Puʻu O Mahuka Heiau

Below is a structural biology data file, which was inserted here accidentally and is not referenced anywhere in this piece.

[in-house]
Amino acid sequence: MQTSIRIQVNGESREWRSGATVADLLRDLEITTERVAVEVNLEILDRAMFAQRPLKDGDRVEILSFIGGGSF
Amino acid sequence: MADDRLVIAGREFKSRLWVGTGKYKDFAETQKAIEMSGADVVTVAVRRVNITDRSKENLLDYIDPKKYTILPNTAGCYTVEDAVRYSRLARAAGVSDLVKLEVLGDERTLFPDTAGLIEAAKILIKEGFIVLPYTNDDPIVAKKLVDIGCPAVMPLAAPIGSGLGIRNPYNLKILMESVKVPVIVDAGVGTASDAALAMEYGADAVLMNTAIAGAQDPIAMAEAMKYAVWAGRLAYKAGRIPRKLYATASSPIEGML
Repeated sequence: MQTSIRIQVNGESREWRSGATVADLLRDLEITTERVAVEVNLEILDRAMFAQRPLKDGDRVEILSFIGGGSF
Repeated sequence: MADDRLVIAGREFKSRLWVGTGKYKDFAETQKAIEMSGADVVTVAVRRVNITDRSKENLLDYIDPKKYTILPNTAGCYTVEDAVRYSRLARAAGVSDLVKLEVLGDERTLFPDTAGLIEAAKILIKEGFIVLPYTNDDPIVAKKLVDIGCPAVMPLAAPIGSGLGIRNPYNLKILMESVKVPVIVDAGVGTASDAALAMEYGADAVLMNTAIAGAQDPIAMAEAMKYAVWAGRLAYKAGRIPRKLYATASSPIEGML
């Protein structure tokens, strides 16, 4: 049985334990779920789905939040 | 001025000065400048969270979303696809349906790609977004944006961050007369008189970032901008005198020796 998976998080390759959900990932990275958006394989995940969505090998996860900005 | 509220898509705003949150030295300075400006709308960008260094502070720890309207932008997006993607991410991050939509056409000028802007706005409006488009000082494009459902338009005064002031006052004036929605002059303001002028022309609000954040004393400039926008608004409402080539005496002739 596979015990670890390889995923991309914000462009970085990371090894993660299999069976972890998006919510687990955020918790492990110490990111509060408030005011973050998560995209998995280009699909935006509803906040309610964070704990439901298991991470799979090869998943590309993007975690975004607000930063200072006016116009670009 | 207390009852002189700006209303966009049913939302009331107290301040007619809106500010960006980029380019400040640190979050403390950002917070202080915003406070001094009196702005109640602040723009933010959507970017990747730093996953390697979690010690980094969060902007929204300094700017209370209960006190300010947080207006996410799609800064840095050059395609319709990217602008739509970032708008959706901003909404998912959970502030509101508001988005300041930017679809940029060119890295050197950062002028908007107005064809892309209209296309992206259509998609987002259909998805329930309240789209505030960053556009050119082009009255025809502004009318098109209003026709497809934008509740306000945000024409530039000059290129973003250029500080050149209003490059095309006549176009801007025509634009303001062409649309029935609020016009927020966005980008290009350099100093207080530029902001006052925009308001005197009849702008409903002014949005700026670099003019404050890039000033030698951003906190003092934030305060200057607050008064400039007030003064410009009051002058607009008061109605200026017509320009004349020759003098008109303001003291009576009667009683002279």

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The land division or ahupua‘a of Waimea was the major political and religious center of northern O‘ahu. Waimea Valley offered fertile agricultural lands, abundant fresh water, rich offshore marine resources, and good surfing and canoe landing sites. The ali‘i and kähuna sought areas such as Waimea to reside. To support this ruling center, the maka‘ainana cultivated fields of kalo (taro) and sweet potato on the valley floor and fished in Waimea Bay. Housesites were scattered throughout the valley. At the valley mouth are 2 large heiau; Pu‘u o Mahuka on the north and Kupopolo on the south. In the valley is Hale o Lono, a heiau dedicated to the god Lono. Religious ceremonies to Lono were held during the annual Makahiki season to promote fertility of the resources. Soon after Western contact, the people left the taro fields to cut sandalwood in the upper valley. By the 1860s, the population was reduced by disease, floods, and famine. STATE OF HAWAI‘I Department of Land & Natural Resources Division of State Parks Special recognition is given to Nä Hoa o Pu‘u o Mahuka, a community volunteer group and curators of Pu‘u o Mahuka Heiau. E mälama no këia mua aku Traditionally, food items were left as offerings at a heiau. Please do not wrap or move rocks and do not leave items such as coins, incense, or candles as they cause long‐term damage. ST Heiau artwork by Ipo Nihipali. A AWAI TE I H KS 1930s photo of Waimea Valley with Pu‘u o Mahuka Heiau. Credit: Bishop Museum Archives Pu‘u o Mahuka Heiau was declared a National Historic Landmark in 1962 in recognition of its importance to Hawaiian culture and history. Also in 1962, the 4‐acre property encompassing the heiau was placed under the jurisdiction of State Parks to preserve this significant site for future generations. In the 1960s, the path through the heiau was created. Today, we ask that you observe the site from outside the walls and do not enter the site to avoid further damaging the walls and paving. PA R The upper enclosure of Pu‘u o Mahuka Heiau conforms to the generalized pattern for a luakini heiau. The altar area at the east end probably held the anu‘u tower, ki‘i images, and lele altar. Thatched buildings were constructed on the level stone paving in the western portion. The ledges along the interior side of the walls may have been where participants sat during religious ceremonies. 1. Lananu‘u mamao or anu‘u (oracle) tower where religious services were conducted and the gods spoke to the kähuna and high ali‘i. This structure often measured 20 feet or more in height and was a pole frame covered with kapa. 2. Ki‘i or carved wooden images placed by the altar and the entrance to oversee the site. 3. Lele altar where offerings for the gods were placed. Often a raised wooden platform. Artist's rendering of Pu‘u o Mahuka Heiau as a luakini heiau, circa 1750. Pu‘u o Mahuka Heiau is the largest heiau (religious site or temple) on O‘ahu, covering almost 2 acres. The name is translated as “hill of escape”. Undoubtedly, this heiau played an important role in the social, political, and religious system of Waimea Valley which was a major occupation center of O‘ahu in the pre‐contact period. Pu‘u o Mahuka Heiau may have been constructed in the 1600s. Built as a series of 3 walled enclosures, the stacked rock walls ranged from 3 to 6 feet in height and the interior surface was paved with stone. Within the walls were wood and thatch structures. Such a large heiau would have been built by the maka‘ainana (commoners) under the direction of a high ruling ali‘i nui (chief) and his kähuna (priests). It was not unusual for a heiau to be expanded and modified by a new ruling chief. It appears that the upper, eastern enclosure was constructed first and was the ceremonial focus of the heiau. The other 2 enclosures were added later, probably in the 1700s. In the 1770s, high priest Ka‘opulupulu under O‘ahu chief Kahahana, oversaw this heiau. This was a time of political upheaval and it is likely that the heiau was used as a luakini heiau (sacrifical temple), perhaps for success in war. In 1795, when Kamehameha I conquered O‘ahu, his high priest Hewahewa conducted religious ceremonies at this heiau until 1819 when the traditional religion was abolished. Situated on a ridge with a commanding view of Waimea Valley and the northern shoreline of O‘ahu, this heiau had ties with the heiau at Wailua on Kaua‘i. It is reported that signal fires at these heiau provided a visual communication between the islands. In 1792, Capt. George Vancouver anchored his ship Daedalus off Waimea and sent a party onshore to collect water. A skirmish ensued with the Hawaiians and 3 of Vancouver’s men were killed. Some have suggested that these men were taken to Pu‘u o Mahuka Heiau for sacrifice. After the heiau was abandoned, circa 1819, the site may have been used for other purposes. Some have suggested that the middle enclosure was used for agriculture and the stone mounds are clearing and/or planting areas. Pineapple was cultivated around the heiau until the 1960s. Archaeological research has indicated several changes in the heiau structure over time. Initially, the heiau consisted of the upper, mauka enclosure with a paved floor of basalt and coral boulders. At a later time, a paving of smaller stones known as ‘ili‘ili was laid over the boulders. In more recent times, rock has been taken from the walls which has reduced their height. The breaks in the walls appear to be recent. This leads one to wonder how the kähuna and ali‘i entered the site. 4. Hale Pahu where the sacred drums were kept to announce rituals and send messages. 5. Hale Waiea where the sacred water was kept. 6. Hale Umu where the temple fires were lit. These fires might be used to cook the offerings. 7. Hale Mana where the ceremonial objects were stored and where the kahuna might reside for short periods. 8. Ledges along walls where those admitted to the rites were seated.